tr Simic ...
|Title||:||Horse Has Six Legs: Contemporary Serbian Poetry|
|Number of Pages||:||224 Pages|
|Status||:||Available For Download|
|Last checked||:||21 Minutes ago!|
Horse Has Six Legs: Contemporary Serbian Poetry Reviews
Charles Simic, ed., The Horse Has Six Legs: An Anthology of Serbian Poetry (Graywolf, 1992)This is one of the better anthologies of verse I've come across in quite a while. Simic, a native Serbian himself, has an obvious love for his subject and, one would assume, a greater knowledge of history and cultural context than a translator going in fresh with this material. As any translator worth his salt will tell you, these qualities are the difference between a translation with falls flat and one which breathes; word choice is everything.The "name" here (to Western audiences, anyway) is Milorad Pavic, whose novel The Dictionary of the Khazars was a literary sensation in the late eighties, translated into many languages and finding the bestseller lists of a number of western countries. But once you've been drawn by the name, linger over the rest of the work here. The whole collection shines with a sophisticated grasp of the surrealist ethic which much of modern American poetry is lacking; many of the poets here, such as Vasco Popa and Ivan Lalic, would stand at the same level of achievement as Eshleman, Willis, or Stroffolino on the short shelf of sacred books, where modern surrealism is concerned.If there is a quibble to be had with the book, it's that it's simply too short. Simic does explain this in his foreword (he only included the translations he's most satisfied with as a poet as well as a translator). Thus, we have to be happy with what we have and hope he releases a volume 2 some time in the future. *** ½
I have a little broom closet in my heart for Eastern European poetry that’s lit by a bare bulb, and the Serbians occupy the top shelf. This anthology is highly recommended: the poems are often dark, and more image- than language-driven, full of icons and other religious references, animal totems, candles for the deceased, graveyards, dead leaves. It’s vivid poetry, and surrealistic. There’s humor, too, but it’s not light-hearted.The two luminaries here are Vasko Popa and Novica Tadic. Charles Simic, who edited and translated the anthology, offers a generous selection of their work. Popa is a spinner of his own weird mythologies, and his series about the enigmatic, at times vaginal Little Box that “holds the whole world” is some of the best poetry I’ve ever read. You can read all the Little Box poems included in this anthology here: http://pith.net/pith/the-little-box-s.... Novica Tadic is another great poet, darker and meaner and worth the while. His 20 poems are a high point of the book. (No disrespect, get the anthology if you like rich, potent poetry that isn’t about the beauty of nature, social inequality or surviving a sad romance, but I’d suggest you go for the separate collections of these poets put out by the Field Translation Series: Homage to the Lame Wolf: Selected Poems and Night Mail: Selected Poems,both translated by Simic.)I also enjoyed the poems by Milorad Pavic, whose name I recognized. He wrote the novel The Dictionary of the Khazars, which I tried and failed to finish as a teenager. His “Holy Mass for Relja Krilatica” is one of the best pieces in this book, in my opinion. Aside from Radmila Lazic, who’s been translated by Simic in a separate collection, I’d never encountered any of these poets. Here’s a poem by Aleksandar Ristovic:Dead LeavesDanton is waiting to diebut the day won’t break.His vest is full of liceand he has rain in his boots.On his face there are already signsof his exceptional destiny.He watches me from a great distancewalk under the treesand gather dead leaveswith a long stick ending in a spike.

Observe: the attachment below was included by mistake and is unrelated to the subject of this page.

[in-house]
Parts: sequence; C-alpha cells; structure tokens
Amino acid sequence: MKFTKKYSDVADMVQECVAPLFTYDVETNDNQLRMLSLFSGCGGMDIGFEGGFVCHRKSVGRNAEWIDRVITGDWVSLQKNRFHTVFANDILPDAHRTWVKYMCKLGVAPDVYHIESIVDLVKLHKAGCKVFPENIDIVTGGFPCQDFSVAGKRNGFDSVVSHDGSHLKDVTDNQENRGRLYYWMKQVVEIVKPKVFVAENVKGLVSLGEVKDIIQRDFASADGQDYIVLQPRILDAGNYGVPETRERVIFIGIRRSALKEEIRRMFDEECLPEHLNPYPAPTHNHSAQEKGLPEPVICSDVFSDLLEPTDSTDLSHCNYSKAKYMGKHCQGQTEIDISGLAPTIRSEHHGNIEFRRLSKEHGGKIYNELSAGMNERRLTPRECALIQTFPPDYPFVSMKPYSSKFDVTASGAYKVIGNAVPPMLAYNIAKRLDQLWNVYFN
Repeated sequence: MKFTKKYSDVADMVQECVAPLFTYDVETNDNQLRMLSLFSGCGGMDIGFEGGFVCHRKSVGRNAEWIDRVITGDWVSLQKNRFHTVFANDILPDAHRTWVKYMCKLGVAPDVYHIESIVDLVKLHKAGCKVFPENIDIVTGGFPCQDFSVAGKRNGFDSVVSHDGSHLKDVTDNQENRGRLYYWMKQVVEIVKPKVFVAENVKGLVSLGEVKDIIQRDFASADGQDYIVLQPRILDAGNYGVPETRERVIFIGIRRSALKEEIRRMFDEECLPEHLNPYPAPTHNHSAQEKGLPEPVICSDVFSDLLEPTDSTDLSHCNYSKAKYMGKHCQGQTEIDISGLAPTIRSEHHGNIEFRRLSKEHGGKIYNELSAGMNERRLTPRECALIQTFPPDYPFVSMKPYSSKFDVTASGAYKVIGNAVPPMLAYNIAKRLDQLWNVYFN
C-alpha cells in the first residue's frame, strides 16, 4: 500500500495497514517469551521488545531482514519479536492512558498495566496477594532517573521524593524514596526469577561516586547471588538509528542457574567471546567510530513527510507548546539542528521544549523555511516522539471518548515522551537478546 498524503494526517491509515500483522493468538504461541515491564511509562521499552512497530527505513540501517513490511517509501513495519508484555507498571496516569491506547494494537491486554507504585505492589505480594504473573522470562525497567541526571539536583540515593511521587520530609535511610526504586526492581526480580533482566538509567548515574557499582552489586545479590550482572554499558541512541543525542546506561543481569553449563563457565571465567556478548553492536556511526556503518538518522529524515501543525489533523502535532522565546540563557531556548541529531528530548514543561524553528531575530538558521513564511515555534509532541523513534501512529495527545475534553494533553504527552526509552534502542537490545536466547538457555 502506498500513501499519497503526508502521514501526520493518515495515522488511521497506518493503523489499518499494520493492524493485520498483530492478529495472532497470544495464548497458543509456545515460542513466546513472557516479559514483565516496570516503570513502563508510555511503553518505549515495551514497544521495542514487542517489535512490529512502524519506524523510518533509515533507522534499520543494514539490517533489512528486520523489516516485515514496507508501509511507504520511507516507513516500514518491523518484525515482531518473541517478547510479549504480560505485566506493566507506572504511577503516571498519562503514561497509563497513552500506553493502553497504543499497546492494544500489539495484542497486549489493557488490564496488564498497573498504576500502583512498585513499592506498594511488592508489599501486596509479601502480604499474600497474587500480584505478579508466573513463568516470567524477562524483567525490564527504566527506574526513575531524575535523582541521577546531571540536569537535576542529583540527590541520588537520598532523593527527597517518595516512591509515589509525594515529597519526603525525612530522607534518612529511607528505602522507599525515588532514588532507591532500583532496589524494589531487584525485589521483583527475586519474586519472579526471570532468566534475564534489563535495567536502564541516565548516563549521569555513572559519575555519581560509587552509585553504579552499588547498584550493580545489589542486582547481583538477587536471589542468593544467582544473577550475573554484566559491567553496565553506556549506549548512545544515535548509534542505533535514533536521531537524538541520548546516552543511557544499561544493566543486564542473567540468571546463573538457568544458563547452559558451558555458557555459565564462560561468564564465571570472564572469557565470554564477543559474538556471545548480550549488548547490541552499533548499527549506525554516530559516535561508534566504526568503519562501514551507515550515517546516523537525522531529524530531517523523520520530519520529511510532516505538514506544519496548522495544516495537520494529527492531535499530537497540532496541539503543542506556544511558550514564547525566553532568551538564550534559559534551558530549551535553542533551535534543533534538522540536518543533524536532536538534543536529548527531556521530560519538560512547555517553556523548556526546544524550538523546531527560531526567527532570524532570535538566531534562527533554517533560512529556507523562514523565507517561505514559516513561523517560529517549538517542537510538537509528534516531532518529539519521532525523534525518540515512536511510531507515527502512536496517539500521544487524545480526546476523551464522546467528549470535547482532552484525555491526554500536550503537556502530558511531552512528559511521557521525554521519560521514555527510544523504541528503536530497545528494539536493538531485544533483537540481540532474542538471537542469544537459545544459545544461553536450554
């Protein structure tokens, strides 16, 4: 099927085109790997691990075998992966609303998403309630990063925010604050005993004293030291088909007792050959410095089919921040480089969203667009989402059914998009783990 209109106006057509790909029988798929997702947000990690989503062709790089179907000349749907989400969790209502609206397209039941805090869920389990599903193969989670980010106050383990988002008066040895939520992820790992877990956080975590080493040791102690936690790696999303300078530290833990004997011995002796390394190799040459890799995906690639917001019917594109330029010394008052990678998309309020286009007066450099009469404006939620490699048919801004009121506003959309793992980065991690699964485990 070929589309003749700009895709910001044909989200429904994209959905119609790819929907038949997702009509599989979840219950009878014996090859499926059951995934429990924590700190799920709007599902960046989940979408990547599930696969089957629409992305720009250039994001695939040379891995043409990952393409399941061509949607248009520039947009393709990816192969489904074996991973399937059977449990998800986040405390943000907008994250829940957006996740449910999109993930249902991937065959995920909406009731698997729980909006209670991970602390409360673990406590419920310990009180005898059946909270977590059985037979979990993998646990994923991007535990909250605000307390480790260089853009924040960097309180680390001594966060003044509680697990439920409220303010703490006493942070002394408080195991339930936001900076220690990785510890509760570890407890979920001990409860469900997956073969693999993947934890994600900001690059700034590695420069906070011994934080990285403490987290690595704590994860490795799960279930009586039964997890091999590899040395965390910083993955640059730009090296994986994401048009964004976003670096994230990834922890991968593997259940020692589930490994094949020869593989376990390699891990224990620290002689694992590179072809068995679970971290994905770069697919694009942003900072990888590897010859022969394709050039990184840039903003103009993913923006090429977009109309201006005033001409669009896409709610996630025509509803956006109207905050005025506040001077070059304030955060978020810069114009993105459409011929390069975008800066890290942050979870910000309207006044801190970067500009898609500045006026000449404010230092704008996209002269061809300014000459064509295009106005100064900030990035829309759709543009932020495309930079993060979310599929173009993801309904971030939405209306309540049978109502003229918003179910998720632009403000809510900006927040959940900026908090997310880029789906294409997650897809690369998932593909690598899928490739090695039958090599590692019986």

This collection of poems from the Serbian, all translated by Charles Simic, provides a great introduction to the poetry of Serbia since, roughly, modernism to the present. Simic also provides several classical, anonymous lyrics that frame the beginnings of Serbian poetry quite nicely. If there is one thing that can be said across the board about these poets, and perhaps it is truly a comment on Simic as translator, but even in the divergence of styles throughout this anthology, a grim optimism crops up again and again. This puts much American melodrama into perspective. A favorite:Branko Miljkovic, "Sea Without Poets"You wait for a right momentto attune yourself to wordsbut there is no such poetnor a word fully freeO bitter and blind seain love with shipwreck
A fantastic anthology, with a sweeping scope. Would have been five stars but for the smattering of typos, egregious enough when they occurred to take me out of the reading, which was unfortunate. But as far as having an idea of what Serbian poetry has done over the hundred years or so, it seems to me that this is a hugely worthwhile read.
Uneven as anthologies often are, but Popa and Tadic are my dawgs.
891.8215 H817 1992
I would love this. Pshw. I /would./